5. 5.
    K.L. Mei, J.A. Batsis, J.B. Mills, S.D. Holubar, Sarcopenia and sarcopenic obesity: do they predict inferior oncologic outcomes after gastrointestinal cancer surgery?, Perioper. Med. Lond. Engl. 5 (2016) 30.  https://doi.org/10.1186/s13741-016-0052-1.CrossRefGoogle Scholar
  6. 6.
    S. Joglekar, A. Asghar, S.L. Mott, B.E. Johnson, A.M. Button, E. Clark, J.J. Mezhir, Sarcopenia is an independent predictor of complications following pancreatectomy for adenocarcinoma, J. Surg. Oncol. 111 (2015) 771–775.  https://doi.org/10.1002/jso.23862.CrossRefPubMedGoogle Scholar
  7. 7.
    K. Fearon, F. Strasser, S.D. Anker, I. Bosaeus, E. Bruera, R.L. Fainsinger, A. Jatoi, C. Loprinzi, N. MacDonald, G. Mantovani, M. Davis, M. Muscaritoli, F. Ottery, L. Radbruch, P. Ravasco, D. Walsh, A. Wilcock, S. Kaasa, V.E. Baracos, Definition and classification of cancer cachexia: an international consensus, Lancet Oncol. 12 (2011) 489–495.  https://doi.org/10.1016/S1470-2045(10)70218-7.CrossRefPubMedGoogle Scholar
  8. 8.
    A.B. Cooper, R. Slack, D. Fogelman, H.M. Holmes, M. Petzel, N. Parker, A. Balachandran, N. Garg, A. Ngo-Huang, G. Varadhachary, D.B. Evans, J.E. Lee, T. Aloia, C. Conrad, J.-N. Vauthey, J.B. Fleming, M.H.G. Katz, Characterization of Anthropometric Changes that Occur During Neoadjuvant Therapy for Potentially Resectable Pancreatic Cancer, Ann. Surg. Oncol. 22 (2015) 2416–2423.  https://doi.org/10.1245/s10434-014-4285-2.CrossRefPubMedGoogle Scholar
  9. 9.
    C. Yip, V. Goh, A. Davies, J. Gossage, R. Mitchell-Hay, O. Hynes, N. Maisey, P. Ross, A. Gaya, D.B. Landau, G.J. Cook, N. Griffin, R. Mason, Assessment of sarcopenia and changes in body composition after neoadjuvant chemotherapy and associations with clinical outcomes in oesophageal cancer, Eur. Radiol. 24 (2014) 998–1005.  https://doi.org/10.1007/s00330-014-3110-4.CrossRefPubMedGoogle Scholar
  10. 10.
    I.J.G. Rutten, D.P.J. van Dijk, R.F.P.M. Kruitwagen, R.G.H. Beets-Tan, S.W.M. Olde Damink, T. van Gorp, Loss of skeletal muscle during neoadjuvant chemotherapy is related to decreased survival in ovarian cancer patients, J. Cachexia Sarcopenia Muscle. 7 (2016) 458–466.  https://doi.org/10.1002/jcsm.12107.CrossRefPubMedPubMedCentralGoogle Scholar
  11. 11.
    T. Akahori, M. Sho, S. Kinoshita, M. Nagai, S. Nishiwada, T. Tanaka, T. Tamamoto, C. Ohbayashi, M. Hasegawa, K. Kichikawa, Y. Nakajima, Prognostic Significance of Muscle Attenuation in Pancreatic Cancer Patients Treated with Neoadjuvant Chemoradiotherapy, World J. Surg. 39 (2015) 2975–2982.  https://doi.org/10.1007/s00268-015-3205-3.CrossRefPubMedGoogle Scholar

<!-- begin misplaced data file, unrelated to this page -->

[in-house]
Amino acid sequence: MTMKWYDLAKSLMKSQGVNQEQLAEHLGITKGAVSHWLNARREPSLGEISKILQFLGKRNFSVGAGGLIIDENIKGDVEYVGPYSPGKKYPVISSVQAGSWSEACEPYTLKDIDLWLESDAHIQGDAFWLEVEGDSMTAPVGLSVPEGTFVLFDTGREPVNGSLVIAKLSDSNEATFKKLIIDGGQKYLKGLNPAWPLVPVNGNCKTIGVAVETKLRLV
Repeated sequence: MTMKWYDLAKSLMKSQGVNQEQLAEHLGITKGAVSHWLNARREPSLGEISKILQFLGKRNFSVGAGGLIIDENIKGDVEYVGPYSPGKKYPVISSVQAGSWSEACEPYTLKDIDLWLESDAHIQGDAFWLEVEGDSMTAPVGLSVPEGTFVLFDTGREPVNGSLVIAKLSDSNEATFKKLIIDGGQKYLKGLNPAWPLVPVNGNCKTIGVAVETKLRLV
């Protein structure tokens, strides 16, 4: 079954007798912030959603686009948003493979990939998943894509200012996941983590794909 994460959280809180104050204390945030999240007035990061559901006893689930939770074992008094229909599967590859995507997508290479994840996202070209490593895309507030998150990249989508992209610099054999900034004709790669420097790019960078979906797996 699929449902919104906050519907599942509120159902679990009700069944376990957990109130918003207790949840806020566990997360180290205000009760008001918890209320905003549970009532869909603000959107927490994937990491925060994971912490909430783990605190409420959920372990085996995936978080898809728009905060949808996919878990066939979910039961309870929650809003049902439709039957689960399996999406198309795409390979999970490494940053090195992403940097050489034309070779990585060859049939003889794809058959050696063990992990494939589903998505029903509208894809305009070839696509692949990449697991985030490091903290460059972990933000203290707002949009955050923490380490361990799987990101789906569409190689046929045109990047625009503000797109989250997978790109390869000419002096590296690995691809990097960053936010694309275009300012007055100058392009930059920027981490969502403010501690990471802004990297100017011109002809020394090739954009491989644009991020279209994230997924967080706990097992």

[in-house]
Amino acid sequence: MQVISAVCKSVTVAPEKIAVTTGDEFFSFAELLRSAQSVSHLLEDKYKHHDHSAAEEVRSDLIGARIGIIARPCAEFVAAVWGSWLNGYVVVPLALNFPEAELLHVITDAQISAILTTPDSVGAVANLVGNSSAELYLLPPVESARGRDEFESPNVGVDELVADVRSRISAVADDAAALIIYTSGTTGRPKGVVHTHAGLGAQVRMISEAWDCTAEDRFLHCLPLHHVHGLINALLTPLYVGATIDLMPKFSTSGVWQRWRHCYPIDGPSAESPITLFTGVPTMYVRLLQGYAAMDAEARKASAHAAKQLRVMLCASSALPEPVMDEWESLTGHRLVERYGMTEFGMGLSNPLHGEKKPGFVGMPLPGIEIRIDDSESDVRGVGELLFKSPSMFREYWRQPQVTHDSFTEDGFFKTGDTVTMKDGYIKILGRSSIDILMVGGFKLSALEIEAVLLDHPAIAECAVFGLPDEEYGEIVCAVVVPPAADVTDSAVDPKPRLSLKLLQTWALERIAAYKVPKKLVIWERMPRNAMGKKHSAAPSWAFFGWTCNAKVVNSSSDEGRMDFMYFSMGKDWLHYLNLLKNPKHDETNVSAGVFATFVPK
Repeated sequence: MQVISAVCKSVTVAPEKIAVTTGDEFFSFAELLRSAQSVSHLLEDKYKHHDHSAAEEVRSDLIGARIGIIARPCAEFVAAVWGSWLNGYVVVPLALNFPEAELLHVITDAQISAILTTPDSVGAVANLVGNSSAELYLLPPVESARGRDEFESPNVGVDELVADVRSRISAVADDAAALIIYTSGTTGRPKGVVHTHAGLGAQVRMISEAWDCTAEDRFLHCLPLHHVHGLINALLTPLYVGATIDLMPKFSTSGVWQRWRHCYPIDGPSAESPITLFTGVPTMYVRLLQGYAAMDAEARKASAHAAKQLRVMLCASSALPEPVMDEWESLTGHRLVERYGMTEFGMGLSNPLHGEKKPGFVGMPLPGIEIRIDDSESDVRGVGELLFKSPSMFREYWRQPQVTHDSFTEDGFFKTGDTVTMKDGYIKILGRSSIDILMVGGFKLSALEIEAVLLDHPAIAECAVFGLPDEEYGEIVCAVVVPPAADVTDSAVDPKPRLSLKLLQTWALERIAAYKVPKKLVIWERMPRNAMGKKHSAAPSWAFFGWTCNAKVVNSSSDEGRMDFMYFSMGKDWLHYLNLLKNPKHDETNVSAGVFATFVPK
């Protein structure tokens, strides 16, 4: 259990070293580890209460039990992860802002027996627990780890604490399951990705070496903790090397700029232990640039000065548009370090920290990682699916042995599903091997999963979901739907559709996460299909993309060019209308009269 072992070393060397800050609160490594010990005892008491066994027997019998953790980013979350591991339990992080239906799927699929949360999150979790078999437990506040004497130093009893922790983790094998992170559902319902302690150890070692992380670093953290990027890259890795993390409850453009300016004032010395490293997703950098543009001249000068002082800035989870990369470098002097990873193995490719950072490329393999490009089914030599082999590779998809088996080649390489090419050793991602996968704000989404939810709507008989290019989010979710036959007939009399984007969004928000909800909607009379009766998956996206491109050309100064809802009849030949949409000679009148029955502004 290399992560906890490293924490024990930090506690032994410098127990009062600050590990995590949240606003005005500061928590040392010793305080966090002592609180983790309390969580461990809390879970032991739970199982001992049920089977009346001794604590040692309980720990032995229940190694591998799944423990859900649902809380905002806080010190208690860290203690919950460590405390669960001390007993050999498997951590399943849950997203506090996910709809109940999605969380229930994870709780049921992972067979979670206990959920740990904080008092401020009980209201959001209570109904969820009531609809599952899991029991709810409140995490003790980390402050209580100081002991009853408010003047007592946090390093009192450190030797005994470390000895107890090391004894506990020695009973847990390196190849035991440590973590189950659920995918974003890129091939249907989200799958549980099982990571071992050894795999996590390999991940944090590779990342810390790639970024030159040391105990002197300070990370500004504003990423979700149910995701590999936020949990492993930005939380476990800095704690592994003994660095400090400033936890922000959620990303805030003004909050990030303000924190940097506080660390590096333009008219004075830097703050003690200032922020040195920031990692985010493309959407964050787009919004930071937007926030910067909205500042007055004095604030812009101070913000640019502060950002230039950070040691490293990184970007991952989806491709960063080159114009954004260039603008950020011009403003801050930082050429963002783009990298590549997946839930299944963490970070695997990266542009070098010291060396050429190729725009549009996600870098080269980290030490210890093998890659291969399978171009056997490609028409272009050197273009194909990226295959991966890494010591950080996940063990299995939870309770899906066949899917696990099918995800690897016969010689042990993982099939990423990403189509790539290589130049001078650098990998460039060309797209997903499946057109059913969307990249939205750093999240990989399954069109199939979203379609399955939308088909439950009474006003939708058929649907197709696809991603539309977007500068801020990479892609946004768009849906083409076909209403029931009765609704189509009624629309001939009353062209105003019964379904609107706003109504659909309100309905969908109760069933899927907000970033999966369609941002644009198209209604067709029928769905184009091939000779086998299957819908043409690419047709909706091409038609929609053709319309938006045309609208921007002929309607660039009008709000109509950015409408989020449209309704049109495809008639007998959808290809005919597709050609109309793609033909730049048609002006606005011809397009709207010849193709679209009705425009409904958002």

12. 12.
    R.F. Hwang, H. Wang, A. Lara, H. Gomez, T. Chang, N. Sieffert, Y. Moon, S. Ram, S. Zimmerman, J.H. Lee, P.W.T. Pisters, E.P. Tamm, J.B. Fleming, J.L. Abbruzzese, D.B. Evans, Development of an integrated biospecimen bank and multidisciplinary clinical database for pancreatic cancer, Ann. Surg. Oncol. 15 (2008) 1356–1366.  https://doi.org/10.1245/s10434-008-9833-1.CrossRefPubMedGoogle Scholar
  13. 13.
    G.R. Varadhachary, E.P. Tamm, J.L. Abbruzzese, H.Q. Xiong, C.H. Crane, H. Wang, J.E. Lee, P.W.T. Pisters, D.B. Evans, R.A. Wolff, Borderline resectable pancreatic cancer: definitions, management, and role of preoperative therapy, Ann. Surg. Oncol. 13 (2006) 1035–1046.  https://doi.org/10.1245/ASO.2006.08.011.CrossRefPubMedGoogle Scholar
  14. 14.
    J.M. Cloyd, M.H.G. Katz, L. Prakash, G.R. Varadhachary, R.A. Wolff, R.T. Shroff, M. Javle, D. Fogelman, M. Overman, C.H. Crane, E.J. Koay, P. Das, S. Krishnan, B.D. Minsky, J.H. Lee, M.S. Bhutani, B. Weston, W. Ross, P. Bhosale, E.P. Tamm, H. Wang, A. Maitra, M.P. Kim, T.A. Aloia, J.-N. Vauthey, J.B. Fleming, J.L. Abbruzzese, P.W.T. Pisters, D.B. Evans, J.E. Lee, Preoperative Therapy and Pancreatoduodenectomy for Pancreatic Ductal Adenocarcinoma: a 25-Year Single-Institution Experience, J. Gastrointest. Surg. Off. J. Soc. Surg. Aliment. Tract. 21 (2017) 164–174.  https://doi.org/10.1007/s11605-016-3265-1.CrossRefGoogle Scholar
  15. 15.
    J.M. Cloyd, C.H. Crane, E.J. Koay, P. Das, S. Krishnan, L. Prakash, R.A. Snyder, G.R. Varadhachary, R.A. Wolff, M. Javle, R.T. Shroff, D. Fogelman, M. Overman, H. Wang, A. Maitra, J.E. Lee, J.B. Fleming, M.H.G. Katz, Impact of hypofractionated and standard fractionated chemoradiation before pancreatoduodenectomy for pancreatic ductal adenocarcinoma, Cancer. 122 (2016) 2671–2679.  https://doi.org/10.1002/cncr.30117.CrossRefPubMedPubMedCentralGoogle Scholar
  16. 16.